midwifeyThe chief executive of NHS Employers has claimed the British Medical Association's '10 reasons for not re-entering negotiations with junior doctors' demonstrate a "staggering lack of understanding of what the Doctors and Dentists Review Body (DDRB) recommendations actually are".

The BMA's UK junior doctor committee voted not to re-enter contract negotiations with NHS Employers, with the union claiming the current offer is "unacceptable".

Health Secretary Jeremy Hunt has given the BMA until September to negotiate changes to working contracts for hospital consultants and junior doctors to ensure "proper" seven-day services, warning that he is ready to impose a new contract if they cannot agree.

NHS Employers chief Danny Mortimer said: "We understand the BMA concerns about the recommendations and how they might be implemented, but working through these together is the best way to get the most suitable outcome for patients and doctors.

"While the Doctors and Dentists Review Body endorsed the broad direction of travel, there was still much to do, and we accepted their encouragement to discuss these issues - including the BMA concerns - further."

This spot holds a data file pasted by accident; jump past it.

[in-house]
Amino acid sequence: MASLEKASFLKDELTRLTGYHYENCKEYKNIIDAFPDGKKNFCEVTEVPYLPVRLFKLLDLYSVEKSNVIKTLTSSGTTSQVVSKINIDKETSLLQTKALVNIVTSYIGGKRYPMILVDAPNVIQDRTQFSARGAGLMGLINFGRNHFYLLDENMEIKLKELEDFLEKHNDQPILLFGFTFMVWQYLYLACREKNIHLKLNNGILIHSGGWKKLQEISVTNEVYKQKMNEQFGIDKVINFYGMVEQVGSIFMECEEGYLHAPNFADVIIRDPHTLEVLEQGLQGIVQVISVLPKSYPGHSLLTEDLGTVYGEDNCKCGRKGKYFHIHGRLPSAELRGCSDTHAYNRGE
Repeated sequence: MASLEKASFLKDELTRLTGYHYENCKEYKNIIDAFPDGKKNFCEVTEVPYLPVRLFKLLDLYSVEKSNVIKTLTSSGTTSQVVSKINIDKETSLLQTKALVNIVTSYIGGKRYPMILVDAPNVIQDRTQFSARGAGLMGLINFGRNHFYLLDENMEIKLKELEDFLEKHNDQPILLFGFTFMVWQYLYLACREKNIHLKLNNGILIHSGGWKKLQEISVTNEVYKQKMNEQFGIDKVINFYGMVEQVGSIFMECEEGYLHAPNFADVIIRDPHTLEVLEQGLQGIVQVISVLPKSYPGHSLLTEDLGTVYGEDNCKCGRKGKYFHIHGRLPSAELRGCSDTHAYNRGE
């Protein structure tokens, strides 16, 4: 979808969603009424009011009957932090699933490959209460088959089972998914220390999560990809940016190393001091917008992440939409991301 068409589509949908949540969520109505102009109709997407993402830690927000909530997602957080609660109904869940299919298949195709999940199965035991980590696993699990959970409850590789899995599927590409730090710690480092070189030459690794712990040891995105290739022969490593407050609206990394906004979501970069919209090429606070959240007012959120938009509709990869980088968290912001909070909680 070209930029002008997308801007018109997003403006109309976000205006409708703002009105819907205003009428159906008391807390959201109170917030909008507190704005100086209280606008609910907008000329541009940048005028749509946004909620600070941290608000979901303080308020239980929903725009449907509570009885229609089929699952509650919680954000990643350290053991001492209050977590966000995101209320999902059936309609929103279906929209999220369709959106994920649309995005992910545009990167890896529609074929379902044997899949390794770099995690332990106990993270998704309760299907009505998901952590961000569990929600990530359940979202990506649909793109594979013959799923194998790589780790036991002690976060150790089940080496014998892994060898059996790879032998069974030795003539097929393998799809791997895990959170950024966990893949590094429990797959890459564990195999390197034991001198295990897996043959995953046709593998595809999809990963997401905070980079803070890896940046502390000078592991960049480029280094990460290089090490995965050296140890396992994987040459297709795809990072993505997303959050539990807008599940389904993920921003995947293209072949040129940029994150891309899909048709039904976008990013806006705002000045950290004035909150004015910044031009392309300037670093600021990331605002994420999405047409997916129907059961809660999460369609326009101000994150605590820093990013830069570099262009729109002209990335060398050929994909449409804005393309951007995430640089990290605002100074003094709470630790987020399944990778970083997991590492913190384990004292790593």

The proposed revision of the whole pay system, includes:
• higher rates of basic pay
• a standard 40 hour week and a lower cap of no more than 72 hours work in any 7 consecutive days
• higher rates of pay for night work in return for more hours paid at standard rates
• improved pension benefits

However, Dr Kitty Mohan, the BMA junior doctor committee co-chair, countered: "The Government has said it wants to negotiate but this 'offer' on the table is an imposition in all but name. It would be letting down our members and the patients for whom they care to simply go along with a Government hell-bent on getting something signed, sealed and delivered as quickly as possible.

"This is simply unacceptable. Junior doctors are not prepared to agree contract changes that would risk patient safety and doctors' well-being. This was our position in October and - in the absence of any attempt by the Government to address our concerns - remains our position today.

"We want a contract that is good for patients, fair for doctors and good for the NHS. That means instead of imposing changes on junior doctors, the Government should put aside its artificial deadlines, its imposed recommendations and work with the BMA on genuine negotiations."